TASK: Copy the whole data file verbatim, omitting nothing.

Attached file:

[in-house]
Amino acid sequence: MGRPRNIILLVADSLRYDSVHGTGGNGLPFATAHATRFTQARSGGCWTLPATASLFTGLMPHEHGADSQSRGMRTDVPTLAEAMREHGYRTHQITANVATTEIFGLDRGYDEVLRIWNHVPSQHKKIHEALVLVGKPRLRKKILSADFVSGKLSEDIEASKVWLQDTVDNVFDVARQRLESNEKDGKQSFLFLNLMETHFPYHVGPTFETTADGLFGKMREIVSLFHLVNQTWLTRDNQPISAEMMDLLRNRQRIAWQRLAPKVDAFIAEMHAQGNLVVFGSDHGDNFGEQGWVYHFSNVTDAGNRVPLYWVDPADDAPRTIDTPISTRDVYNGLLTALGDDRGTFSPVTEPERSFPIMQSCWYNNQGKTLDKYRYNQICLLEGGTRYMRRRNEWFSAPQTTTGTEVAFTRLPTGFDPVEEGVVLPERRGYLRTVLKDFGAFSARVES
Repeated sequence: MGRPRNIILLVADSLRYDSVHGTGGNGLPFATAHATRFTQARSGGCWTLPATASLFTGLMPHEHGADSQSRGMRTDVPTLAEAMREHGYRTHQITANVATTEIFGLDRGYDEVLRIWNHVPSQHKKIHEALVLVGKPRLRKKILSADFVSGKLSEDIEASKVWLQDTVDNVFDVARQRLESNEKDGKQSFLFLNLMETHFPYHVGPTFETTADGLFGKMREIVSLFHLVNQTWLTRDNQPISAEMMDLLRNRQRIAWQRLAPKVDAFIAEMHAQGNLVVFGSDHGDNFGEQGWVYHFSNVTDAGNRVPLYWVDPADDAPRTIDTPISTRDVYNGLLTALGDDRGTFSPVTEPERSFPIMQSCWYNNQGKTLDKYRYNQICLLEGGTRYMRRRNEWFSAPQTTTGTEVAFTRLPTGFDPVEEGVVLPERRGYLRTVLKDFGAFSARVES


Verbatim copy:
[in-house]
Amino acid sequence: MGRPRNIILLVADSLRYDSVHGTGGNGLPFATAHATRFTQARSGGCWTLPATASLFTGLMPHEHGADSQSRGMRTDVPTLAEAMREHGYRTHQITANVATTEIFGLDRGYDEVLRIWNHVPSQHKKIHEALVLVGKPRLRKKILSADFVSGKLSEDIEASKVWLQDTVDNVFDVARQRLESNEKDGKQSFLFLNLMETHFPYHVGPTFETTADGLFGKMREIVSLFHLVNQTWLTRDNQPISAEMMDLLRNRQRIAWQRLAPKVDAFIAEMHAQGNLVVFGSDHGDNFGEQGWVYHFSNVTDAGNRVPLYWVDPADDAPRTIDTPISTRDVYNGLLTALGDDRGTFSPVTEPERSFPIMQSCWYNNQGKTLDKYRYNQICLLEGGTRYMRRRNEWFSAPQTTTGTEVAFTRLPTGFDPVEEGVVLPERRGYLRTVLKDFGAFSARVES
Repeated sequence: MGRPRNIILLVADSLRYDSVHGTGGNGLPFATAHATRFTQARSGGCWTLPATASLFTGLMPHEHGADSQSRGMRTDVPTLAEAMREHGYRTHQITANVATTEIFGLDRGYDEVLRIWNHVPSQHKKIHEALVLVGKPRLRKKILSADFVSGKLSEDIEASKVWLQDTVDNVFDVARQRLESNEKDGKQSFLFLNLMETHFPYHVGPTFETTADGLFGKMREIVSLFHLVNQTWLTRDNQPISAEMMDLLRNRQRIAWQRLAPKVDAFIAEMHAQGNLVVFGSDHGDNFGEQGWVYHFSNVTDAGNRVPLYWVDPADDAPRTIDTPISTRDVYNGLLTALGDDRGTFSPVTEPERSFPIMQSCWYNNQGKTLDKYRYNQICLLEGGTRYMRRRNEWFSAPQTTTGTEVAFTRLPTGFDPVEEGVVLPERRGYLRTVLKDFGAFSARVES